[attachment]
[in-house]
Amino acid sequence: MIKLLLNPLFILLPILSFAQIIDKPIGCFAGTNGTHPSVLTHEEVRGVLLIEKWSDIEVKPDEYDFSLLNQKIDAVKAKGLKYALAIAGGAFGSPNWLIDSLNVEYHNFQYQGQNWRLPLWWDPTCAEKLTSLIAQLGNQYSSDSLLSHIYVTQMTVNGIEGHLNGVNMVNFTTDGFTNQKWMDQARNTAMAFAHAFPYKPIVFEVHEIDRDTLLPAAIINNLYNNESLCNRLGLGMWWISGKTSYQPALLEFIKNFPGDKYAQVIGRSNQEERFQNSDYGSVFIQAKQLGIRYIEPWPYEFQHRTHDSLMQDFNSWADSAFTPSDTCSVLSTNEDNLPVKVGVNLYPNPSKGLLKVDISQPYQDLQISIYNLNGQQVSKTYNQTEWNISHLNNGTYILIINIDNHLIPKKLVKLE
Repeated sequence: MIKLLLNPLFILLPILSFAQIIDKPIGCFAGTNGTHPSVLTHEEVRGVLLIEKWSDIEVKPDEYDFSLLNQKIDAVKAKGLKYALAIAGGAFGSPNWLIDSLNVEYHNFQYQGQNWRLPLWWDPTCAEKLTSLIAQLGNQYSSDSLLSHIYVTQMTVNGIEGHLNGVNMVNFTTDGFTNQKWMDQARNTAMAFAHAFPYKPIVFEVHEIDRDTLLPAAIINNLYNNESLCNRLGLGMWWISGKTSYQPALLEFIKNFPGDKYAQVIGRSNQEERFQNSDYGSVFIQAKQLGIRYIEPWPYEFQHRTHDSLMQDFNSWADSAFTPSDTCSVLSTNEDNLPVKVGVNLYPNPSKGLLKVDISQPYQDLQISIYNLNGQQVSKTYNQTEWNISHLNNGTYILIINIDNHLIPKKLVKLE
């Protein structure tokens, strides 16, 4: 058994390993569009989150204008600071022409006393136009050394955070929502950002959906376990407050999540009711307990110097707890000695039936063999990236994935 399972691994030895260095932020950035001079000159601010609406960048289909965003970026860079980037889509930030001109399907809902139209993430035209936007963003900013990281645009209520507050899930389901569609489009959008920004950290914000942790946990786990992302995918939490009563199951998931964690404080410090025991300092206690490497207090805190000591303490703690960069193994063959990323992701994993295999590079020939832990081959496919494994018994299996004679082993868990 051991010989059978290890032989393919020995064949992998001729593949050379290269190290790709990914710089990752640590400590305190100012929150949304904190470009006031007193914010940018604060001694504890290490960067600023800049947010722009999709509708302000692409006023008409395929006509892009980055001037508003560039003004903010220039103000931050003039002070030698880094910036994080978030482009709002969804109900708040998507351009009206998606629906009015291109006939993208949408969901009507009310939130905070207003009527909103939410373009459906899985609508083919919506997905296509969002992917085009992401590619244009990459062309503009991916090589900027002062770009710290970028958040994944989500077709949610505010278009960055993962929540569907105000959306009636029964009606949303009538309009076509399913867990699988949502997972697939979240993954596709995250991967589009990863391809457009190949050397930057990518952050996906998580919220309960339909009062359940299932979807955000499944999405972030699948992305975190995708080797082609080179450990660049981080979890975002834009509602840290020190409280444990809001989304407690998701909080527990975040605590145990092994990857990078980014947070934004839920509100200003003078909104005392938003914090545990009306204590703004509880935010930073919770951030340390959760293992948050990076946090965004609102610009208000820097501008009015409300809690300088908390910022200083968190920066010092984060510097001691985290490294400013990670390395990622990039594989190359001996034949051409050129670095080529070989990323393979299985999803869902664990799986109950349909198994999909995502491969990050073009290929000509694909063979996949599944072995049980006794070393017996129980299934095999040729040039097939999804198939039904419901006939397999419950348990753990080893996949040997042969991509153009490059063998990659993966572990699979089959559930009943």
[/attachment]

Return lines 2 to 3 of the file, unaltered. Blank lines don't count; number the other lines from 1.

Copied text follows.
Amino acid sequence: MIKLLLNPLFILLPILSFAQIIDKPIGCFAGTNGTHPSVLTHEEVRGVLLIEKWSDIEVKPDEYDFSLLNQKIDAVKAKGLKYALAIAGGAFGSPNWLIDSLNVEYHNFQYQGQNWRLPLWWDPTCAEKLTSLIAQLGNQYSSDSLLSHIYVTQMTVNGIEGHLNGVNMVNFTTDGFTNQKWMDQARNTAMAFAHAFPYKPIVFEVHEIDRDTLLPAAIINNLYNNESLCNRLGLGMWWISGKTSYQPALLEFIKNFPGDKYAQVIGRSNQEERFQNSDYGSVFIQAKQLGIRYIEPWPYEFQHRTHDSLMQDFNSWADSAFTPSDTCSVLSTNEDNLPVKVGVNLYPNPSKGLLKVDISQPYQDLQISIYNLNGQQVSKTYNQTEWNISHLNNGTYILIINIDNHLIPKKLVKLE
Repeated sequence: MIKLLLNPLFILLPILSFAQIIDKPIGCFAGTNGTHPSVLTHEEVRGVLLIEKWSDIEVKPDEYDFSLLNQKIDAVKAKGLKYALAIAGGAFGSPNWLIDSLNVEYHNFQYQGQNWRLPLWWDPTCAEKLTSLIAQLGNQYSSDSLLSHIYVTQMTVNGIEGHLNGVNMVNFTTDGFTNQKWMDQARNTAMAFAHAFPYKPIVFEVHEIDRDTLLPAAIINNLYNNESLCNRLGLGMWWISGKTSYQPALLEFIKNFPGDKYAQVIGRSNQEERFQNSDYGSVFIQAKQLGIRYIEPWPYEFQHRTHDSLMQDFNSWADSAFTPSDTCSVLSTNEDNLPVKVGVNLYPNPSKGLLKVDISQPYQDLQISIYNLNGQQVSKTYNQTEWNISHLNNGTYILIINIDNHLIPKKLVKLE